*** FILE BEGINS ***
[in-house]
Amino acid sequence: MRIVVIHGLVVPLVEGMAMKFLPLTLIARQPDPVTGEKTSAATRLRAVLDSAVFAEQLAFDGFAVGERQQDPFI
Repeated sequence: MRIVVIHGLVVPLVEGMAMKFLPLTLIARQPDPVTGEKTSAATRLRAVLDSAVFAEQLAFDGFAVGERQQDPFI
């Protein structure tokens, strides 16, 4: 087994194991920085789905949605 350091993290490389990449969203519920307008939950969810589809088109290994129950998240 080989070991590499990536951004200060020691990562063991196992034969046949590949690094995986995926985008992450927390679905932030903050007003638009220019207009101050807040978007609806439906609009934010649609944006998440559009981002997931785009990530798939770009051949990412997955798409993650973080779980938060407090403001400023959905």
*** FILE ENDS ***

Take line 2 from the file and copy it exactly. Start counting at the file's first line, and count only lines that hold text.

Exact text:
Amino acid sequence: MRIVVIHGLVVPLVEGMAMKFLPLTLIARQPDPVTGEKTSAATRLRAVLDSAVFAEQLAFDGFAVGERQQDPFI